Nicholas I. Mundy

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Melanins are a ubiquitous component of plumage colouration in birds and serve a wide variety of functions. Although the genetic control of melanism has been studied in chickens and other domestic species, little was known about the molecular genetics of melanin distribution in wild birds until recently. Studies have now revealed that a single locus, the(More)
A key question in evolutionary genetics is whether shared genetic mechanisms underlie the independent evolution of similar phenotypes across phylogenetically divergent lineages. Here we show that in two classic examples of melanic plumage polymorphisms in birds, lesser snow geese (Anser c. caerulescens) and arctic skuas (Stercorarius parasiticus), melanism(More)
BACKGROUND Evolution depends on natural selection acting on phenotypic variation, but the genes responsible for phenotypic variation in natural populations of vertebrates are rarely known. The molecular genetic basis for plumage color variation has not been described in any wild bird. Bananaquits (Coereba flaveola) are small passerine birds that occur as(More)
The anatomical basis and adaptive function of the expansion in primate brain size have long been studied; however, we are only beginning to understand the genetic basis of these evolutionary changes. Genes linked to human primary microcephaly have received much attention as they have accelerated evolutionary rates along lineages leading to humans. However,(More)
The evolution of trichromatic colour vision by the majority of anthropoid primates has been linked to the efficient detection and selection of food, particularly ripe fruits among leaves in dappled light. Modelling of visual signals has shown that trichromats should be more efficient than dichromats at distinguishing both fruits from leaves and ripe from(More)
Gorillas are humans' closest living relatives after chimpanzees, and are of comparable importance for the study of human origins and evolution. Here we present the assembly and analysis of a genome sequence for the western lowland gorilla, and compare the whole genomes of all extant great ape genera. We propose a synthesis of genetic and fossil evidence(More)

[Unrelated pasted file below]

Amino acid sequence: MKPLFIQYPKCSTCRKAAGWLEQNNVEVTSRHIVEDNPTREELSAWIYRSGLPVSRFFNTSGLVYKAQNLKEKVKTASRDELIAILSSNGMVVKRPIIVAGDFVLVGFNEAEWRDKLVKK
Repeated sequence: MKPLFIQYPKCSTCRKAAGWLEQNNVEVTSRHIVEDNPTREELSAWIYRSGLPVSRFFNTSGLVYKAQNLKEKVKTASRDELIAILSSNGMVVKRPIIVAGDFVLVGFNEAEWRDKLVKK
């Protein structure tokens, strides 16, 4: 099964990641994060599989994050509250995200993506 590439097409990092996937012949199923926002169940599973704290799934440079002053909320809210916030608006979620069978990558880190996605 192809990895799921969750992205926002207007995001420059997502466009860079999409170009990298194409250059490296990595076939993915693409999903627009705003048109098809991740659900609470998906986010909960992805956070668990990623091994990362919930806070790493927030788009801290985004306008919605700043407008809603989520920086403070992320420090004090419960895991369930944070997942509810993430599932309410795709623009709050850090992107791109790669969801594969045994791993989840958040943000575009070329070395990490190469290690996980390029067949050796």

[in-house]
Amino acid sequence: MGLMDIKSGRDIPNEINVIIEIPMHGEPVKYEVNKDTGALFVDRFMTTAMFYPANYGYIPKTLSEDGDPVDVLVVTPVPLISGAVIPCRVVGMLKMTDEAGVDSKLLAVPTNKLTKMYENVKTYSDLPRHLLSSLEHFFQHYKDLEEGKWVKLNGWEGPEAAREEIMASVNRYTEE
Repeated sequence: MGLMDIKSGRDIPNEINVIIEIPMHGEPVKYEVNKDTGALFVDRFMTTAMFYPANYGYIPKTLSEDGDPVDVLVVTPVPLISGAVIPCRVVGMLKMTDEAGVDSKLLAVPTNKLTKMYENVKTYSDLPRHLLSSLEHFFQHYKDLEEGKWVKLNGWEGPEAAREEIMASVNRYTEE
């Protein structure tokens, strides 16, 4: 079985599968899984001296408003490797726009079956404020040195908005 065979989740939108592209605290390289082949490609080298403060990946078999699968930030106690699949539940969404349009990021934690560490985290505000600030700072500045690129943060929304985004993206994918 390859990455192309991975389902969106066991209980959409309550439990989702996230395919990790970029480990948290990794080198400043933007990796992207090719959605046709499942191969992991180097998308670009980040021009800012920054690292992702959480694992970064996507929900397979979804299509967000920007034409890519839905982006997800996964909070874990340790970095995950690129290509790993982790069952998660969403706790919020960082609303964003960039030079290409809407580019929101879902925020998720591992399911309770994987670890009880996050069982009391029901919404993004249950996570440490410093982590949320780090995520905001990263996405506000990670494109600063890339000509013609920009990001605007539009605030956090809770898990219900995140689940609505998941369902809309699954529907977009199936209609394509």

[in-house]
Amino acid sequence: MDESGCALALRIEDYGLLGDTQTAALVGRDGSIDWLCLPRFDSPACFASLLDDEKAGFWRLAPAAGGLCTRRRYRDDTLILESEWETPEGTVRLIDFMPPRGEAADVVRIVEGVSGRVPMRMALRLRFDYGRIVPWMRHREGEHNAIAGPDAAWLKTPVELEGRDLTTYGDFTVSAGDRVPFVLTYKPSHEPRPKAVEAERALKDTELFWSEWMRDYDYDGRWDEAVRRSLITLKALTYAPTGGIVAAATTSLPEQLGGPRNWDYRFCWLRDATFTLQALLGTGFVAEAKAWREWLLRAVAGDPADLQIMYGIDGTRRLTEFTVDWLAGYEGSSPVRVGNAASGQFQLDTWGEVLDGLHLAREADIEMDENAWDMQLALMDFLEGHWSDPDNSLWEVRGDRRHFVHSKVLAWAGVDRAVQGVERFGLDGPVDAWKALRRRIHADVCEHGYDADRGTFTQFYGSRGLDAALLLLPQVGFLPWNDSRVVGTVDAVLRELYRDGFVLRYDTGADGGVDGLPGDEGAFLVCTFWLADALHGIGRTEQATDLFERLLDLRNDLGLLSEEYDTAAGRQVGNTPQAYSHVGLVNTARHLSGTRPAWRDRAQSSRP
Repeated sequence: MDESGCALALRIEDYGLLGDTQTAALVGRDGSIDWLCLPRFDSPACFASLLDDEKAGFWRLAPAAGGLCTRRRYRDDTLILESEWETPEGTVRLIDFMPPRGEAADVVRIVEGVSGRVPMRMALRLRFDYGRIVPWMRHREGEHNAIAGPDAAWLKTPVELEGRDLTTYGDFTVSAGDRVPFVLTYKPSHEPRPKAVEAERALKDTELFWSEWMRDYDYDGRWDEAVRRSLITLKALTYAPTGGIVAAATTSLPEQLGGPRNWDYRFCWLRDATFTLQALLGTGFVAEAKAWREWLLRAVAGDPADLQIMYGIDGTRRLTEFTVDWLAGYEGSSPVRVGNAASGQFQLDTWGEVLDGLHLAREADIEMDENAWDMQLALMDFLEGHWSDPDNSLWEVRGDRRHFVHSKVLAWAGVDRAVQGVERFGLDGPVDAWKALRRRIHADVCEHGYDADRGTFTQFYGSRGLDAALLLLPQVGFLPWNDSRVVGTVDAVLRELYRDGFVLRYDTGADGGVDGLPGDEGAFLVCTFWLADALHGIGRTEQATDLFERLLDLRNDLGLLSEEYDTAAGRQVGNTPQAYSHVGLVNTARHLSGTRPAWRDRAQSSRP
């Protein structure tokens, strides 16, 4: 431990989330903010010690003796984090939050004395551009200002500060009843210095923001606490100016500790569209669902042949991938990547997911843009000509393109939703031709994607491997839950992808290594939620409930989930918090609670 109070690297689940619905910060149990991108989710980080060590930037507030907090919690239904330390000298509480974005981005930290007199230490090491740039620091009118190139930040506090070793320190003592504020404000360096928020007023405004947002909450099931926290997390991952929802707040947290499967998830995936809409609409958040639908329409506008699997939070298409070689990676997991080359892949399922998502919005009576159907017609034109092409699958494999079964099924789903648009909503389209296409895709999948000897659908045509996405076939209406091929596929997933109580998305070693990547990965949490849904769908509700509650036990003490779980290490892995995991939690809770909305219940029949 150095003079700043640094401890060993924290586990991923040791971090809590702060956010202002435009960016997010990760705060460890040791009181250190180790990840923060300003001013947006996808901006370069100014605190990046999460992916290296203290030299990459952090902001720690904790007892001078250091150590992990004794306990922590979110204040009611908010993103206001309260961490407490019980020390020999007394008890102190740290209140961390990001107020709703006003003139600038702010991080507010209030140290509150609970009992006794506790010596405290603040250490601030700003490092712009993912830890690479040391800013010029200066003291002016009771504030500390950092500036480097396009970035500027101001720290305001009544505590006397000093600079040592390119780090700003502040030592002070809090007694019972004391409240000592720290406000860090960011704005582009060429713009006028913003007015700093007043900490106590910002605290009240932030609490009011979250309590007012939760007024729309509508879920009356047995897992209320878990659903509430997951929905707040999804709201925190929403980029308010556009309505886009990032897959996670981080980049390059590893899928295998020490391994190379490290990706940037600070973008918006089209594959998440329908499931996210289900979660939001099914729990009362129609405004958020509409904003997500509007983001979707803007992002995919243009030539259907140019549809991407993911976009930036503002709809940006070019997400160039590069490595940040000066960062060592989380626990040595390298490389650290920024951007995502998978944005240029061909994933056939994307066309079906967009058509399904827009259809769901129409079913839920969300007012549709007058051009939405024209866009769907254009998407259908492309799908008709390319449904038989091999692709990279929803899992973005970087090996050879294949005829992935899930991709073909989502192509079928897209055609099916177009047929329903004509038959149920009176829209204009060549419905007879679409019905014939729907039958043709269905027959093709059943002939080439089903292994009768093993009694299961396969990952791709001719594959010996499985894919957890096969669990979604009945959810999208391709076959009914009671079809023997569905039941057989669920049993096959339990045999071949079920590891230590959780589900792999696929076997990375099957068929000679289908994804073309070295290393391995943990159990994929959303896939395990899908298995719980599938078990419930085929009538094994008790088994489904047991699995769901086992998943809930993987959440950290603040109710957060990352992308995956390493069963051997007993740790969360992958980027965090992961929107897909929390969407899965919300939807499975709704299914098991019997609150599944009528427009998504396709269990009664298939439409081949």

It has been suggested that the major advantage of trichromatic over dichromatic colour vision in primates is enhanced detection of red/yellow food items such as fruit against the dappled foliage of the forest. This hypothesis was tested by comparing the foraging ability of dichromatic and trichromatic Geoffroy's marmosets (Callithrix geoffroyi) for orange-(More)
Leadership of travel progression is an important aspect of group living. It is widely believed that trichromacy evolved to facilitate the detection and selection of fruit in the dappled light of a forest. Further, it has been proposed that in New World primate species, which typically contain a range of color vision phenotypes, at least one female in a(More)
The degree to which haematozoan parasites can exploit a range of vectors and hosts has both ecological and evolutionary implications for their transmission and biogeography. Here we explore the extent to which closely related mosquito species share the same or closely related haematozoan parasites, and examine the overlap in parasite lineages with those(More)
Trichromatic colour vision is of considerable importance to primates but is absent in other eutherian mammals. Primate colour vision is traditionally believed to have evolved for finding food in the forest. Recent work has tested the ecological importance of trichromacy to primates, both by measuring the spectral and chemical properties of food eaten in the(More)